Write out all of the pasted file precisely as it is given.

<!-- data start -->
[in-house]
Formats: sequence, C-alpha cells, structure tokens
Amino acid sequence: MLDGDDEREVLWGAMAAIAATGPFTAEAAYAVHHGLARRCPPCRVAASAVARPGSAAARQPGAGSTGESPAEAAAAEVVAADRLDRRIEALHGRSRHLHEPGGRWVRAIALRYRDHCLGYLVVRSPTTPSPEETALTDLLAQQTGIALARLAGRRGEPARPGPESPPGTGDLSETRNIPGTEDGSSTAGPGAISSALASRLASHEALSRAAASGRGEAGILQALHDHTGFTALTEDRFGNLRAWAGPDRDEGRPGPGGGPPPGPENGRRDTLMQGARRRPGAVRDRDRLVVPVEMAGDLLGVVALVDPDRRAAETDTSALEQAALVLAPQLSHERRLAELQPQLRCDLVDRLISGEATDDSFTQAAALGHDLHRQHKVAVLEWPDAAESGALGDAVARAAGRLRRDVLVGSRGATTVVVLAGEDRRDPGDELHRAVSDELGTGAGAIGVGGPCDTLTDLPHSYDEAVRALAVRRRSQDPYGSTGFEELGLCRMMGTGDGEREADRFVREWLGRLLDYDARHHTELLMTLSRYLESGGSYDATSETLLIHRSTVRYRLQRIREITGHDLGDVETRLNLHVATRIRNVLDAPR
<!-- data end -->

[in-house]
Formats: sequence, C-alpha cells, structure tokens
Amino acid sequence: MLDGDDEREVLWGAMAAIAATGPFTAEAAYAVHHGLARRCPPCRVAASAVARPGSAAARQPGAGSTGESPAEAAAAEVVAADRLDRRIEALHGRSRHLHEPGGRWVRAIALRYRDHCLGYLVVRSPTTPSPEETALTDLLAQQTGIALARLAGRRGEPARPGPESPPGTGDLSETRNIPGTEDGSSTAGPGAISSALASRLASHEALSRAAASGRGEAGILQALHDHTGFTALTEDRFGNLRAWAGPDRDEGRPGPGGGPPPGPENGRRDTLMQGARRRPGAVRDRDRLVVPVEMAGDLLGVVALVDPDRRAAETDTSALEQAALVLAPQLSHERRLAELQPQLRCDLVDRLISGEATDDSFTQAAALGHDLHRQHKVAVLEWPDAAESGALGDAVARAAGRLRRDVLVGSRGATTVVVLAGEDRRDPGDELHRAVSDELGTGAGAIGVGGPCDTLTDLPHSYDEAVRALAVRRRSQDPYGSTGFEELGLCRMMGTGDGEREADRFVREWLGRLLDYDARHHTELLMTLSRYLESGGSYDATSETLLIHRSTVRYRLQRIREITGHDLGDVETRLNLHVATRIRNVLDAPR